Skip to main content

Brain immune cells as treatment targets for schizophrenia

Neuroscience Research Australia

  • Schizophrenia Research Grant
Date Funded:
  • 29 July, 2022
Chief Investigator/s:
  • Dr. Tertia Purves-Tyson

Project Summary

The intent of this study is to determine if microglia can be targeted by interventions to improve or prevent all symptoms of schizophrenia.

What is the issue for NSW?

Schizophrenia is a debilitating mental disorder that impacts 1% of the population and has devastating effects on those with the illness and their families. People with schizophrenia have a reduced life expectancy of about 20 years less than the general population, and a suicide rate 12 times higher.

Current schizophrenia treatments only work for some people, and only treat psychosis (hallucinations, delusions). Current schizophrenia treatments do not treat cognitive problems that can prevent people with schizophrenia from holding down a job. They do not treat ‘negative symptoms’ (i.e. the lack of something e.g. social skills) that create difficulty socialising, forming relationships, and lead to social isolation. We do not understand the processes in the brain that cause the symptoms defined as schizophrenia, therefore we don’t know how to treat them.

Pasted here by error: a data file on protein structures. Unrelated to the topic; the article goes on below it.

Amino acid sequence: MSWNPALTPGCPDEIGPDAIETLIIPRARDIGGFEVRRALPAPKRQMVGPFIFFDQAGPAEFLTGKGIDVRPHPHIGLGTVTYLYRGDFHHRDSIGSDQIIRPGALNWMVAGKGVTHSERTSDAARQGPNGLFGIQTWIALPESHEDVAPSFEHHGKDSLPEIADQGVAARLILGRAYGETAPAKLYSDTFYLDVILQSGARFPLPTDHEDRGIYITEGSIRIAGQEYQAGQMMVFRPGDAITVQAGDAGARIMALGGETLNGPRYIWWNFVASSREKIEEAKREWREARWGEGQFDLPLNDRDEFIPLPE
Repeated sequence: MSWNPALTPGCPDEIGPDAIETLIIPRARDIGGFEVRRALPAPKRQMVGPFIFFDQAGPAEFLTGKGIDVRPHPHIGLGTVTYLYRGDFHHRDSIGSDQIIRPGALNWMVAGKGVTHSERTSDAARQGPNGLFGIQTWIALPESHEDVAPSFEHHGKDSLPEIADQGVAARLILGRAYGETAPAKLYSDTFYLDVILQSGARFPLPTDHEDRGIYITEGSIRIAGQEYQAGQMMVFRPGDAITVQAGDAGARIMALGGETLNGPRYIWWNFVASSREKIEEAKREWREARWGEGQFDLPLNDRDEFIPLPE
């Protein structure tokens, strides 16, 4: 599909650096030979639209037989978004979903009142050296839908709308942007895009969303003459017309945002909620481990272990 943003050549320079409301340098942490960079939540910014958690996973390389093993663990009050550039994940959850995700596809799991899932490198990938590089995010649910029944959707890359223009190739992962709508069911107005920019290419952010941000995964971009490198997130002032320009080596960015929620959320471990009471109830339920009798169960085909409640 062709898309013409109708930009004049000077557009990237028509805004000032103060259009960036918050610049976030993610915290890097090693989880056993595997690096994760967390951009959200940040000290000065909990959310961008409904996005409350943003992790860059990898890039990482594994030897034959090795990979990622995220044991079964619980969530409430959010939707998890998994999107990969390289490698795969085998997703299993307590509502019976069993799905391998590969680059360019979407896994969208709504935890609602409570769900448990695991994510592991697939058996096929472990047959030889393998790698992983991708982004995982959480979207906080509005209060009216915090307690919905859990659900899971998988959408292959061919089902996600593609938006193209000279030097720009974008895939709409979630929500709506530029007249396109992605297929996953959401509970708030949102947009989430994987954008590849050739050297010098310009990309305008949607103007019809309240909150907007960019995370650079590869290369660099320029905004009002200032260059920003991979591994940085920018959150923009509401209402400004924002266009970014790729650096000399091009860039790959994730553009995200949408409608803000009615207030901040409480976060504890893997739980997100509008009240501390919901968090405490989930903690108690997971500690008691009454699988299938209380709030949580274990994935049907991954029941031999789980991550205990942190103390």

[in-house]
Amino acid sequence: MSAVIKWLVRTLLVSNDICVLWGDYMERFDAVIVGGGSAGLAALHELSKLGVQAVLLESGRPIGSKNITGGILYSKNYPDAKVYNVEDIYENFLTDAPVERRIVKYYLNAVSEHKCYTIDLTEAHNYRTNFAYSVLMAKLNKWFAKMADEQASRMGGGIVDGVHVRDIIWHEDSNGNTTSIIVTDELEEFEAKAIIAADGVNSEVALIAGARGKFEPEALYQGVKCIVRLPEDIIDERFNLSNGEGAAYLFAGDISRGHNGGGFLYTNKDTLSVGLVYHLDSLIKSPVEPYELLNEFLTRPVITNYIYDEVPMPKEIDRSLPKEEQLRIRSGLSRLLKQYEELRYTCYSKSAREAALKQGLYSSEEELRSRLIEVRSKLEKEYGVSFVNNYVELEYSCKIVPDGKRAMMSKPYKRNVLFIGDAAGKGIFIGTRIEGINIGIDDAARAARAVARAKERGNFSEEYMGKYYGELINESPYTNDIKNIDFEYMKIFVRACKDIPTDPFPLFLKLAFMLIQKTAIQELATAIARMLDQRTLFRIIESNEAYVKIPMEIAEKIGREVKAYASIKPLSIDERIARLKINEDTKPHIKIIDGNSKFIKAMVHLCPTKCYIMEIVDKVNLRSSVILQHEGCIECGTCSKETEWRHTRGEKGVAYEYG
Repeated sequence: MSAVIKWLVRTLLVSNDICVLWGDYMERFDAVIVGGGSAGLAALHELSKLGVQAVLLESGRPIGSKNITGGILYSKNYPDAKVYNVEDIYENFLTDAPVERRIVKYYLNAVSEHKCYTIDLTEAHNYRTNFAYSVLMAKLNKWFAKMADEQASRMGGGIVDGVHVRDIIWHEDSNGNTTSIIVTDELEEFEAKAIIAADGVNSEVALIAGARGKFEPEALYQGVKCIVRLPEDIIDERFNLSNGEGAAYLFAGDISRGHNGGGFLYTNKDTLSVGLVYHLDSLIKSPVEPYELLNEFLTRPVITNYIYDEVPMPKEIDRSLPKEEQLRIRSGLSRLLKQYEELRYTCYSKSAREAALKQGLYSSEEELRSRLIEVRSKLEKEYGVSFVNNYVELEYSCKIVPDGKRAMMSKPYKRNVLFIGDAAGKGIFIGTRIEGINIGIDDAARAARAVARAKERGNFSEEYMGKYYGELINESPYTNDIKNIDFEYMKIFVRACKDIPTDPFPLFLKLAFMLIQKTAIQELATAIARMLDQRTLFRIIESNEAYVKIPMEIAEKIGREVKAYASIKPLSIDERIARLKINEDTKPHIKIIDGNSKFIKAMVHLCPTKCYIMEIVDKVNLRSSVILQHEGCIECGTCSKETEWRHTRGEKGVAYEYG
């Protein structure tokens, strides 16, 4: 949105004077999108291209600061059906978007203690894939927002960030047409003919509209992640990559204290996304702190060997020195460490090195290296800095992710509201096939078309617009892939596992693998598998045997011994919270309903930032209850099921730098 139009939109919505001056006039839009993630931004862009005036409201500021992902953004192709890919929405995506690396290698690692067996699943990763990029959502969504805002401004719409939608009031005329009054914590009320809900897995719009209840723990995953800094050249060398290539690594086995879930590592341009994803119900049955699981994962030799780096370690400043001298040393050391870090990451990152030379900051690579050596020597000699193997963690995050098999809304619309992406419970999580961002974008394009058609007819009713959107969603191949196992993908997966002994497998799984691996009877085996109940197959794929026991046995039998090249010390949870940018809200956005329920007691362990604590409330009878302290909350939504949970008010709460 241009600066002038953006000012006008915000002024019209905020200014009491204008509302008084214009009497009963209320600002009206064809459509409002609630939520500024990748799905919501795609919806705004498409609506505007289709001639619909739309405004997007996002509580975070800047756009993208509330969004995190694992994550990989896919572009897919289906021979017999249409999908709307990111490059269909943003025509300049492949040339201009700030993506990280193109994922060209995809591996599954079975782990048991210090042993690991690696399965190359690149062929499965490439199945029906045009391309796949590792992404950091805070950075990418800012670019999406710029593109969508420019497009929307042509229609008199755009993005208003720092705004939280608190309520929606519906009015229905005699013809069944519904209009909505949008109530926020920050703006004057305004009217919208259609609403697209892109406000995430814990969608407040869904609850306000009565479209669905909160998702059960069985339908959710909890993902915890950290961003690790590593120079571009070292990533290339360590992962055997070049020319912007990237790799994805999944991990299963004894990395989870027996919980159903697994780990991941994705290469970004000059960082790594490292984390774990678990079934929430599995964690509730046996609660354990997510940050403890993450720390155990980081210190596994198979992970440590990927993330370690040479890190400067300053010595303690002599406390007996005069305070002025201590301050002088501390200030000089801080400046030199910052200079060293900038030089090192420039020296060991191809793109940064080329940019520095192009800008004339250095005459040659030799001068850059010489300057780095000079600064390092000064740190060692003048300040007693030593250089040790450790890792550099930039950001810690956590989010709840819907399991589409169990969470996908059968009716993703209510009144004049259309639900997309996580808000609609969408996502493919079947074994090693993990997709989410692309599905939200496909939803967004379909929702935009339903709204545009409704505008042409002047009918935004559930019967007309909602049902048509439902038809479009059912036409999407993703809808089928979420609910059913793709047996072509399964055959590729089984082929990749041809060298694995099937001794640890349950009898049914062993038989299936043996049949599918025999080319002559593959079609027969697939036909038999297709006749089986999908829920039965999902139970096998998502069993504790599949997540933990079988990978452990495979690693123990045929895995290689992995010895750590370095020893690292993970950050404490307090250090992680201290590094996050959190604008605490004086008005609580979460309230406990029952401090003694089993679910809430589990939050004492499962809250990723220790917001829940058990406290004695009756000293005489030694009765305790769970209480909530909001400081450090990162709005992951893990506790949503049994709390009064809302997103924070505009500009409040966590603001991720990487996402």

New treatments that enhance the quality of life and improve the outcomes for people with schizophrenia are much needed. Increasing our understanding of schizophrenia neurobiology is essential to developing treatments that address all schizophrenia symptoms and not just psychosis.

What does the research aim to do and how?

This research will expand knowledge of the neurobiology of the symptoms of schizophrenia. We will identify neuroinflammatory pathways in microglia, the main immune cells in the brain, in a part of the brain that’s critical to all three symptom domains. Using pre-clinical models these neuroinflammatory pathways will be targeted with potential new drugs.

We aim to discover new fundamental knowledge of molecular targets for the development of new treatments for schizophrenia.